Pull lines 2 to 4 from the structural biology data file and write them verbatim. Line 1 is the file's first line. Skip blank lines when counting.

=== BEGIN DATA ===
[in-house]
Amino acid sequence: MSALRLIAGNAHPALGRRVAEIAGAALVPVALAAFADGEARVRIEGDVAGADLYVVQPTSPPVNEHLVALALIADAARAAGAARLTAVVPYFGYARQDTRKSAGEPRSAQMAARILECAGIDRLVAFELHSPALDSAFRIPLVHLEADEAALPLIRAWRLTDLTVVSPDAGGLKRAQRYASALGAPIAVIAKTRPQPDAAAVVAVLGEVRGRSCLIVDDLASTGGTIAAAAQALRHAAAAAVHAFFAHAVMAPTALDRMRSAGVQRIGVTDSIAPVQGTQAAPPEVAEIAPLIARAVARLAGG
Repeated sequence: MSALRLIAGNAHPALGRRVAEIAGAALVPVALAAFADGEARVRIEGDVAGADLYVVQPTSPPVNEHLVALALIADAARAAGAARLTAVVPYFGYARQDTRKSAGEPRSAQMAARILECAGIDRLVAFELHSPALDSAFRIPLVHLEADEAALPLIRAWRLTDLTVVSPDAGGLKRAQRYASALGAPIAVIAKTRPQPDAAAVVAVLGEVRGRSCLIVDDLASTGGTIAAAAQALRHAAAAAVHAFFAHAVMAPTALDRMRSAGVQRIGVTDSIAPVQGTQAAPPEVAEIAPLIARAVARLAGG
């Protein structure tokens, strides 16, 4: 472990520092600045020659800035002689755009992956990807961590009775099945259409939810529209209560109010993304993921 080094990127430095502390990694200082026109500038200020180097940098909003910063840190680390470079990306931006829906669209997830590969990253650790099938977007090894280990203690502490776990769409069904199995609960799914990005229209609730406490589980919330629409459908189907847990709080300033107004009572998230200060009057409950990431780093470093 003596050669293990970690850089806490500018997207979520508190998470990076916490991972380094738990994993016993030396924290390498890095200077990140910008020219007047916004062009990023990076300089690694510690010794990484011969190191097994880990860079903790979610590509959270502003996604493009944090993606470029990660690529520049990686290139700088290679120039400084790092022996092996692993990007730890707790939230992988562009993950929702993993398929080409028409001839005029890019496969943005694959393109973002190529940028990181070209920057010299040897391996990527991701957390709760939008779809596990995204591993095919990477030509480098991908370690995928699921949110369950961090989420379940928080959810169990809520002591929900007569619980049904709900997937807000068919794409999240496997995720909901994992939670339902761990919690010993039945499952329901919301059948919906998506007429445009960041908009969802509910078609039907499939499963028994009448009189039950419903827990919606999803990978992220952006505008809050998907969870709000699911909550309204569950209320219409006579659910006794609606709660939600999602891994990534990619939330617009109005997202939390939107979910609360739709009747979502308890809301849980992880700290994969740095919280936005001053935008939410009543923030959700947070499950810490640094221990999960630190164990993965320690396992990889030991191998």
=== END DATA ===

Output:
Amino acid sequence: MSALRLIAGNAHPALGRRVAEIAGAALVPVALAAFADGEARVRIEGDVAGADLYVVQPTSPPVNEHLVALALIADAARAAGAARLTAVVPYFGYARQDTRKSAGEPRSAQMAARILECAGIDRLVAFELHSPALDSAFRIPLVHLEADEAALPLIRAWRLTDLTVVSPDAGGLKRAQRYASALGAPIAVIAKTRPQPDAAAVVAVLGEVRGRSCLIVDDLASTGGTIAAAAQALRHAAAAAVHAFFAHAVMAPTALDRMRSAGVQRIGVTDSIAPVQGTQAAPPEVAEIAPLIARAVARLAGG
Repeated sequence: MSALRLIAGNAHPALGRRVAEIAGAALVPVALAAFADGEARVRIEGDVAGADLYVVQPTSPPVNEHLVALALIADAARAAGAARLTAVVPYFGYARQDTRKSAGEPRSAQMAARILECAGIDRLVAFELHSPALDSAFRIPLVHLEADEAALPLIRAWRLTDLTVVSPDAGGLKRAQRYASALGAPIAVIAKTRPQPDAAAVVAVLGEVRGRSCLIVDDLASTGGTIAAAAQALRHAAAAAVHAFFAHAVMAPTALDRMRSAGVQRIGVTDSIAPVQGTQAAPPEVAEIAPLIARAVARLAGG
């Protein structure tokens, strides 16, 4: 472990520092600045020659800035002689755009992956990807961590009775099945259409939810529209209560109010993304993921 080094990127430095502390990694200082026109500038200020180097940098909003910063840190680390470079990306931006829906669209997830590969990253650790099938977007090894280990203690502490776990769409069904199995609960799914990005229209609730406490589980919330629409459908189907847990709080300033107004009572998230200060009057409950990431780093470093 003596050669293990970690850089806490500018997207979520508190998470990076916490991972380094738990994993016993030396924290390498890095200077990140910008020219007047916004062009990023990076300089690694510690010794990484011969190191097994880990860079903790979610590509959270502003996604493009944090993606470029990660690529520049990686290139700088290679120039400084790092022996092996692993990007730890707790939230992988562009993950929702993993398929080409028409001839005029890019496969943005694959393109973002190529940028990181070209920057010299040897391996990527991701957390709760939008779809596990995204591993095919990477030509480098991908370690995928699921949110369950961090989420379940928080959810169990809520002591929900007569619980049904709900997937807000068919794409999240496997995720909901994992939670339902761990919690010993039945499952329901919301059948919906998506007429445009960041908009969802509910078609039907499939499963028994009448009189039950419903827990919606999803990978992220952006505008809050998907969870709000699911909550309204569950209320219409006579659910006794609606709660939600999602891994990534990619939330617009109005997202939390939107979910609360739709009747979502308890809301849980992880700290994969740095919280936005001053935008939410009543923030959700947070499950810490640094221990999960630190164990993965320690396992990889030991191998």